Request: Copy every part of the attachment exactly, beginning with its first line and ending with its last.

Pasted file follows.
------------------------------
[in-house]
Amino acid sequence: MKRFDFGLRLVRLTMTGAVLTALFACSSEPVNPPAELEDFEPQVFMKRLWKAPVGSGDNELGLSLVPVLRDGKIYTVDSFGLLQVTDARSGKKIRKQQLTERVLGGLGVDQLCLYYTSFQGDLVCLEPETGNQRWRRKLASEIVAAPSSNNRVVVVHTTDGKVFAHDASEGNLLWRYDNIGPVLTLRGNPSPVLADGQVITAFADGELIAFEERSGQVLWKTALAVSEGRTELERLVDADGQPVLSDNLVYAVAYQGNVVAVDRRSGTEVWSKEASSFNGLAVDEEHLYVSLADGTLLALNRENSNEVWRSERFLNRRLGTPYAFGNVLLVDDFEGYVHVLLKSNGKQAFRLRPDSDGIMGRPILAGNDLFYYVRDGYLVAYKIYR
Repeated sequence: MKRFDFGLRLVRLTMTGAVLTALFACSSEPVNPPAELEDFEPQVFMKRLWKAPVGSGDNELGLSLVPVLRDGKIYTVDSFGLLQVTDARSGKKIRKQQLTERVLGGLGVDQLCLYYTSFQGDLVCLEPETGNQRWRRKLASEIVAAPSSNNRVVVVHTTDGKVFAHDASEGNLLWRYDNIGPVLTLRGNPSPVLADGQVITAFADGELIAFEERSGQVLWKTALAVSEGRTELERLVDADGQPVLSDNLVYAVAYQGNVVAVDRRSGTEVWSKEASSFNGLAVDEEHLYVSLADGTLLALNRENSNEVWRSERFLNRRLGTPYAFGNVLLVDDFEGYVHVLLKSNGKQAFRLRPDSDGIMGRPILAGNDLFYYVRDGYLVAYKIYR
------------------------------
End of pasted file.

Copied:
[in-house]
Amino acid sequence: MKRFDFGLRLVRLTMTGAVLTALFACSSEPVNPPAELEDFEPQVFMKRLWKAPVGSGDNELGLSLVPVLRDGKIYTVDSFGLLQVTDARSGKKIRKQQLTERVLGGLGVDQLCLYYTSFQGDLVCLEPETGNQRWRRKLASEIVAAPSSNNRVVVVHTTDGKVFAHDASEGNLLWRYDNIGPVLTLRGNPSPVLADGQVITAFADGELIAFEERSGQVLWKTALAVSEGRTELERLVDADGQPVLSDNLVYAVAYQGNVVAVDRRSGTEVWSKEASSFNGLAVDEEHLYVSLADGTLLALNRENSNEVWRSERFLNRRLGTPYAFGNVLLVDDFEGYVHVLLKSNGKQAFRLRPDSDGIMGRPILAGNDLFYYVRDGYLVAYKIYR
Repeated sequence: MKRFDFGLRLVRLTMTGAVLTALFACSSEPVNPPAELEDFEPQVFMKRLWKAPVGSGDNELGLSLVPVLRDGKIYTVDSFGLLQVTDARSGKKIRKQQLTERVLGGLGVDQLCLYYTSFQGDLVCLEPETGNQRWRRKLASEIVAAPSSNNRVVVVHTTDGKVFAHDASEGNLLWRYDNIGPVLTLRGNPSPVLADGQVITAFADGELIAFEERSGQVLWKTALAVSEGRTELERLVDADGQPVLSDNLVYAVAYQGNVVAVDRRSGTEVWSKEASSFNGLAVDEEHLYVSLADGTLLALNRENSNEVWRSERFLNRRLGTPYAFGNVLLVDDFEGYVHVLLKSNGKQAFRLRPDSDGIMGRPILAGNDLFYYVRDGYLVAYKIYR